We often think of nausea as a symptom of a Migraine attack. In fact, the International Headache Society lists nausea as one of the defining symptoms of Migraine.2
"To determine the prevalence of neck pain at the time of migraine treatment relative to the prevalence of nausea, a defining associated symptom of migraine."1
- Participants were chosen from a university headache and Migraine clinic and from the general population.
- Potential participants with fibromyalgia, cervicogenic headaches, or history of cervical trauma or surgery were excluded.
- A total of 234 participants were confirmed as eligible for the study.
- Participants entered details of their Migraines in a daily diary for at least one month and until six Migraines had been treated.
- Of the 234 eligible participants, 113 turned in completed study diaries. Those who did not complete diaries were excluded.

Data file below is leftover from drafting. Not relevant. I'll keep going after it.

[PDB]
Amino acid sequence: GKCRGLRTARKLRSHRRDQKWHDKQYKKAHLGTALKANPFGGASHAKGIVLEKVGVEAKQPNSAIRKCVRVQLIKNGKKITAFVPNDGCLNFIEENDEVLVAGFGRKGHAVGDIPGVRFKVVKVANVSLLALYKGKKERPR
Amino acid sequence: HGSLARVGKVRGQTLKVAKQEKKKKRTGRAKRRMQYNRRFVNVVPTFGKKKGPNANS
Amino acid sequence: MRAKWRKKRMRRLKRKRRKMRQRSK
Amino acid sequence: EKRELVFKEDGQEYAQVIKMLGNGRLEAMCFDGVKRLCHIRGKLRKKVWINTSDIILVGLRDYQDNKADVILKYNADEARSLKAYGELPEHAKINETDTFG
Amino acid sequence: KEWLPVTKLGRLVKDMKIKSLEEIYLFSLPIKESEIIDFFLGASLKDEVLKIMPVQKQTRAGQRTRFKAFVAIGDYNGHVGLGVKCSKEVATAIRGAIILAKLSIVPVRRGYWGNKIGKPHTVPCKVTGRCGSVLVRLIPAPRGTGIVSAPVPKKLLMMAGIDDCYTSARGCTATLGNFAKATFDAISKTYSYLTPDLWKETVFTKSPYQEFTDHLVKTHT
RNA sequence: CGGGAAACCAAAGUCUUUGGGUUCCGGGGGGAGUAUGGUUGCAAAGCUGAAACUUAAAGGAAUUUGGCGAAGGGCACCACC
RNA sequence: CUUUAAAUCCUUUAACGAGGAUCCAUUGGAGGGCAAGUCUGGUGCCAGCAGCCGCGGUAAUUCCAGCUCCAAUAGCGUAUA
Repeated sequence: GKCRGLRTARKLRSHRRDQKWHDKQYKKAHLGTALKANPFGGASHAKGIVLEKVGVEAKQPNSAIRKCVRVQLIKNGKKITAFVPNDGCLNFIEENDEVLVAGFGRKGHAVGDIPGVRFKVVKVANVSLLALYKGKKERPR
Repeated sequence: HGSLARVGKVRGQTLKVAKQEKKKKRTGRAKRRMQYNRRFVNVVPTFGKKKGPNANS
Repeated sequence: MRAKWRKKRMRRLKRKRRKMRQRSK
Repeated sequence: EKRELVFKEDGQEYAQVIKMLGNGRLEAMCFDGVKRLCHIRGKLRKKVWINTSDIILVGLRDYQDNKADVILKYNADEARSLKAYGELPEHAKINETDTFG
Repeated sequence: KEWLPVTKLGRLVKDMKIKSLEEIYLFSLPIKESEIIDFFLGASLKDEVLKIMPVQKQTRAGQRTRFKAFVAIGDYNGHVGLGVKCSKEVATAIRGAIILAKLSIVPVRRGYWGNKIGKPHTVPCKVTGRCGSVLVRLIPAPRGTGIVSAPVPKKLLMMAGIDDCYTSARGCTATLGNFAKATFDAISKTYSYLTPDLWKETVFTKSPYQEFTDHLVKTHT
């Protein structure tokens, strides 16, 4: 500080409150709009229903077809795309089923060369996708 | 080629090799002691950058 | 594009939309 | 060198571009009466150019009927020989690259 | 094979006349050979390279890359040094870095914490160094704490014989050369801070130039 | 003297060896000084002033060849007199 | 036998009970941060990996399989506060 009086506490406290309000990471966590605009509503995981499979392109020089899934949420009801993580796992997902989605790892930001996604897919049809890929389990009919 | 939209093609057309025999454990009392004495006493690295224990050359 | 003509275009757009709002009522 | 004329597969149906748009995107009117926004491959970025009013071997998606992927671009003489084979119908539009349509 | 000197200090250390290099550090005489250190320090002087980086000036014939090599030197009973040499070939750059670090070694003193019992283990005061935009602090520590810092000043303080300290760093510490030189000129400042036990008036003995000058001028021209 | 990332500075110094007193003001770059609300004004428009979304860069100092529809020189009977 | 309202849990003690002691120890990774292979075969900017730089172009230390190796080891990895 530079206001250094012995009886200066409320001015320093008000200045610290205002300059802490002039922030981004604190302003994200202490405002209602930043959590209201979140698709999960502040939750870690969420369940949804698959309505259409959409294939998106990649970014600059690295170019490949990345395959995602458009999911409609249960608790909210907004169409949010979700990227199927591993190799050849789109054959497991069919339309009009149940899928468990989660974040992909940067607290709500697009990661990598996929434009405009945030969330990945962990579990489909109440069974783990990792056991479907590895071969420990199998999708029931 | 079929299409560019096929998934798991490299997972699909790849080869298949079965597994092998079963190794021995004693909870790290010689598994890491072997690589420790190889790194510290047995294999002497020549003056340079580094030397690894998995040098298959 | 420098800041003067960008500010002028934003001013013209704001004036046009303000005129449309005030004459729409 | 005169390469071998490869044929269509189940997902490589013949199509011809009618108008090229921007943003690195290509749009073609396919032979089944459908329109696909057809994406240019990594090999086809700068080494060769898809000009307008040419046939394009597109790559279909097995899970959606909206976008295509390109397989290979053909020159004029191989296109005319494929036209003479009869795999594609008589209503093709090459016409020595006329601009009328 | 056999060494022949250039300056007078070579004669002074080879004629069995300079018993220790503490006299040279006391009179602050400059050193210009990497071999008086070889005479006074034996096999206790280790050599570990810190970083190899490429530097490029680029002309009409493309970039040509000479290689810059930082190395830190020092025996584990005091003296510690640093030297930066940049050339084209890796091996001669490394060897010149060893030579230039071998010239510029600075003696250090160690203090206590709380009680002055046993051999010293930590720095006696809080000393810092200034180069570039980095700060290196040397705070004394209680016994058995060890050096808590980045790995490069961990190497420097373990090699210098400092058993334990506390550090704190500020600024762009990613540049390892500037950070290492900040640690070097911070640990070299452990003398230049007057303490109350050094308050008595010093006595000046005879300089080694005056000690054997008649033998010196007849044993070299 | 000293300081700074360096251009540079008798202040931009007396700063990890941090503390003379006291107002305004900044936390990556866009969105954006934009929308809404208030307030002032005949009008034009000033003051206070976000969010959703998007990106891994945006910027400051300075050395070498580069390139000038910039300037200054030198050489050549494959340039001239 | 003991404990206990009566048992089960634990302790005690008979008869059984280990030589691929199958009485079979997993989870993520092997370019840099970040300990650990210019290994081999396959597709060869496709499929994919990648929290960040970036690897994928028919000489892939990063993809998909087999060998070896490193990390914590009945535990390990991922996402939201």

- Data from the diaries was analyzed to compare the frequency of neck pain and nausea.
- Participants recorded 2,411 headache days, 786 of which were Migraine days.
- The majority of the Migraines were treated in the moderate pain stage.
- Regardless of the stage at which the Migraine was treated, neck pain was more prevalent than nausea.
- Neck pain was also more prevalent than nausea regardless of the intensity of headache pain.
- The prevalence of both neck pain and nausea directly correlated with Migraine frequency in participants with fewer than 23 Migraine days a month. For those with 23 or more Migraine days a month, the correlation was substantially weakened.
"Neck pain is a common and integral feature of migraine. In this sample of Migraineurs, neck pain was more commonly associated with migraine than was nausea, one of the defining characteristics of the disorder. Greater awareness of neck pain as an associated symptom of migraine may improve diagnostic accuracy and have a beneficial impact on time to treatment.."1